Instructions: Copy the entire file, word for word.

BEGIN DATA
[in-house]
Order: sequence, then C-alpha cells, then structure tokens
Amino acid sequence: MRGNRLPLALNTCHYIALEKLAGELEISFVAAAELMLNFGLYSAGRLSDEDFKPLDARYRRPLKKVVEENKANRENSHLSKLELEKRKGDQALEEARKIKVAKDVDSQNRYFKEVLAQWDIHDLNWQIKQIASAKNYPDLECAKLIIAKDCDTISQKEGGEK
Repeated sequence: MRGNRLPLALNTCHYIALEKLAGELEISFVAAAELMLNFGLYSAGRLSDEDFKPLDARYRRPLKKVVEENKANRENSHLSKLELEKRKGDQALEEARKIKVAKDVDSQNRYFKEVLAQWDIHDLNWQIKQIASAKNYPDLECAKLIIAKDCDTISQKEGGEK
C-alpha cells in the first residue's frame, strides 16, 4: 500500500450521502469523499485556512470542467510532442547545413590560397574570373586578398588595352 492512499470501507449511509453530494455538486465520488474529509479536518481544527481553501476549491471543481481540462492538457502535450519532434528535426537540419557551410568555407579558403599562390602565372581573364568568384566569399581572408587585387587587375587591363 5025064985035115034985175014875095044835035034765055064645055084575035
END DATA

[in-house]
Order: sequence, then C-alpha cells, then structure tokens
Amino acid sequence: MRGNRLPLALNTCHYIALEKLAGELEISFVAAAELMLNFGLYSAGRLSDEDFKPLDARYRRPLKKVVEENKANRENSHLSKLELEKRKGDQALEEARKIKVAKDVDSQNRYFKEVLAQWDIHDLNWQIKQIASAKNYPDLECAKLIIAKDCDTISQKEGGEK
Repeated sequence: MRGNRLPLALNTCHYIALEKLAGELEISFVAAAELMLNFGLYSAGRLSDEDFKPLDARYRRPLKKVVEENKANRENSHLSKLELEKRKGDQALEEARKIKVAKDVDSQNRYFKEVLAQWDIHDLNWQIKQIASAKNYPDLECAKLIIAKDCDTISQKEGGEK
C-alpha cells in the first residue's frame, strides 16, 4: 500500500450521502469523499485556512470542467510532442547545413590560397574570373586578398588595352 492512499470501507449511509453530494455538486465520488474529509479536518481544527481553501476549491471543481481540462492538457502535450519532434528535426537540419557551410568555407579558403599562390602565372581573364568568384566569399581572408587585387587587375587591363 5025064985035115034985175014875095044835035034765055064645055084575035